Six months later-sometime in September, 2016-Buckeye unleashed a significantly updated variant of Bemstour on an educational institution in Hong Kong. One improvement: unlike the original Bemstour, which ran only on 32-bit hardware, the updated version ran on 64-bit systems as well. Another advance in the updated Bemstour was its ability to execute arbitrary shell commands on the infected computer. This allowed the malware to deliver custom payloads on 64-bit infected computers. The attackers typically used the capability to create new user accounts.

Bemstour was used again in June 2017 against a target in Luxembourg. From June to September of that year Bemstour infected targets in the Philippines and Vietnam. Development of the trojan continued into this year, with the most recent sample having a compilation date of March 23, 11 days after Microsoft patched the CVE-2019-0703 zero-day.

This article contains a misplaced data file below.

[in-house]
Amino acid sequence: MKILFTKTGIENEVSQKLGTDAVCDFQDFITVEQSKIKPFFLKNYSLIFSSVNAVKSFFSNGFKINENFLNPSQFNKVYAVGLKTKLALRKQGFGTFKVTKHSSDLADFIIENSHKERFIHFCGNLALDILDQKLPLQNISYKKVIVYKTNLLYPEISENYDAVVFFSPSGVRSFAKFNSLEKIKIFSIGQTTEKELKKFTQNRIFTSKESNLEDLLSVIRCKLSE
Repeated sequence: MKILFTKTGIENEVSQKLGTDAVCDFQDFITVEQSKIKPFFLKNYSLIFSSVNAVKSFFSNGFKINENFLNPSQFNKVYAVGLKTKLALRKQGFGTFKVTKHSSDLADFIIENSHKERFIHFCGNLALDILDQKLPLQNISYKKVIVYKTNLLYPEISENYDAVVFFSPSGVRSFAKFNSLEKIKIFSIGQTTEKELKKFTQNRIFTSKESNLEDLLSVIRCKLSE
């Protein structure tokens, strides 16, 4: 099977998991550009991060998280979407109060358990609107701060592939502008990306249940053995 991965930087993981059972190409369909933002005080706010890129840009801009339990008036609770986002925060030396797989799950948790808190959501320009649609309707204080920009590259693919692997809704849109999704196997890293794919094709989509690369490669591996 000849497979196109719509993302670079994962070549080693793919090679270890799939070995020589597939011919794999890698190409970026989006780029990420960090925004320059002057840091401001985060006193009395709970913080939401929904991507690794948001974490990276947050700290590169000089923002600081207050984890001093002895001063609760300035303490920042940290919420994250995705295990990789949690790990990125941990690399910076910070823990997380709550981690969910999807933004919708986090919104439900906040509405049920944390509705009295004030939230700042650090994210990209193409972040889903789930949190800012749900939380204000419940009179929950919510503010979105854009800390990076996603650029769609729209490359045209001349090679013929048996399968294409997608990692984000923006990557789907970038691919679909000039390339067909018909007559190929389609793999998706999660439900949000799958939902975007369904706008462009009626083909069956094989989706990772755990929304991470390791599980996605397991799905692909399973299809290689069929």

Symantec researchers were surprised to see Bemstour being actively used for so long. Previously, the researchers believed that APT3 had disbanded following the November 2017 indictment of three Chinese nationals on hacking charges. While the indictment didn't identify the group the defendants allegedly worked for, some of the tools prosecutors identified implicated APT3.

Monday's report said Bemstour's use following the apparent disappearance of Buckeye remained a mystery.

"It may suggest that Buckeye retooled following its exposure in 2017, abandoning all tools publicly associated with the group," company researchers wrote. "However, aside from the continued use of the tools, Symantec has found no other evidence suggesting Buckeye has retooled. Another possibility is that Buckeye passed on some of its tools to an associated group."

Dan Goodin Dan is the Security Editor at Ars Technica, which he joined in 2012 after working for The Register, the Associated Press, Bloomberg News, and other publications.